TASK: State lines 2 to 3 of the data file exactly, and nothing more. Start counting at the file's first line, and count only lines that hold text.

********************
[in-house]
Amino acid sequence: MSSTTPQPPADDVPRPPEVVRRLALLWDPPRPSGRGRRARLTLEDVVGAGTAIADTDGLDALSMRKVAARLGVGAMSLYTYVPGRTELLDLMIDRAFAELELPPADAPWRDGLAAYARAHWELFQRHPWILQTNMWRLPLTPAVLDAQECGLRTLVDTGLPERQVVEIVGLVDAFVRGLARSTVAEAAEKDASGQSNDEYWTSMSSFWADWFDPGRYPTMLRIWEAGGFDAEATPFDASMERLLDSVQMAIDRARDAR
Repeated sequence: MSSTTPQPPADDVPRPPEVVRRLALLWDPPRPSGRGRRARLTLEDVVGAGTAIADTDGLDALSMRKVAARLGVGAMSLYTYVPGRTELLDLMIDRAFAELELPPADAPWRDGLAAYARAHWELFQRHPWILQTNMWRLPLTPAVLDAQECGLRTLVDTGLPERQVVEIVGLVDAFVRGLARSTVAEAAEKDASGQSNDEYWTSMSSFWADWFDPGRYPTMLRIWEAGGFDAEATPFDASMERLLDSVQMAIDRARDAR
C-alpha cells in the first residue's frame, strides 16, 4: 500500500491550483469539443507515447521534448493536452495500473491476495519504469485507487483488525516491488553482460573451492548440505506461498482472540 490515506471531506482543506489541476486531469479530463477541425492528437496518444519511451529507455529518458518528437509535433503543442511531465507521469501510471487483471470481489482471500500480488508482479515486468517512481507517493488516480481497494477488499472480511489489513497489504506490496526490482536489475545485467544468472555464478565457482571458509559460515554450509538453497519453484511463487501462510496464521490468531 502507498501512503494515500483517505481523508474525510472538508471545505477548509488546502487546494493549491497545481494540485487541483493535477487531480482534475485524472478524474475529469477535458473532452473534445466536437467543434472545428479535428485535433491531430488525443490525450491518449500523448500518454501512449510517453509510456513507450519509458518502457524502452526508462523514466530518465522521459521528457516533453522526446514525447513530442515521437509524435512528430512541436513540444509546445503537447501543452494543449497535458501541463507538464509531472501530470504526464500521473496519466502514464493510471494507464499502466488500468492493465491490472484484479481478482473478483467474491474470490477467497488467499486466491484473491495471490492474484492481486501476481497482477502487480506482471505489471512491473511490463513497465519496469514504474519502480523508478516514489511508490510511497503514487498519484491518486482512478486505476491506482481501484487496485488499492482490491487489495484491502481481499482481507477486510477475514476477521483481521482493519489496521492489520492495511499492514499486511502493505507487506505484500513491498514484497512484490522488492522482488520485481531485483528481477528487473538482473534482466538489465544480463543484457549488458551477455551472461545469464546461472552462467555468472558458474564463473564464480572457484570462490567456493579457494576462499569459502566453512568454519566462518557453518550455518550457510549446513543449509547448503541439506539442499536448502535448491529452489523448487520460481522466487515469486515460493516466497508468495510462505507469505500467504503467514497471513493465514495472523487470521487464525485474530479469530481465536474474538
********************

Amino acid sequence: MSSTTPQPPADDVPRPPEVVRRLALLWDPPRPSGRGRRARLTLEDVVGAGTAIADTDGLDALSMRKVAARLGVGAMSLYTYVPGRTELLDLMIDRAFAELELPPADAPWRDGLAAYARAHWELFQRHPWILQTNMWRLPLTPAVLDAQECGLRTLVDTGLPERQVVEIVGLVDAFVRGLARSTVAEAAEKDASGQSNDEYWTSMSSFWADWFDPGRYPTMLRIWEAGGFDAEATPFDASMERLLDSVQMAIDRARDAR
Repeated sequence: MSSTTPQPPADDVPRPPEVVRRLALLWDPPRPSGRGRRARLTLEDVVGAGTAIADTDGLDALSMRKVAARLGVGAMSLYTYVPGRTELLDLMIDRAFAELELPPADAPWRDGLAAYARAHWELFQRHPWILQTNMWRLPLTPAVLDAQECGLRTLVDTGLPERQVVEIVGLVDAFVRGLARSTVAEAAEKDASGQSNDEYWTSMSSFWADWFDPGRYPTMLRIWEAGGFDAEATPFDASMERLLDSVQMAIDRARDAR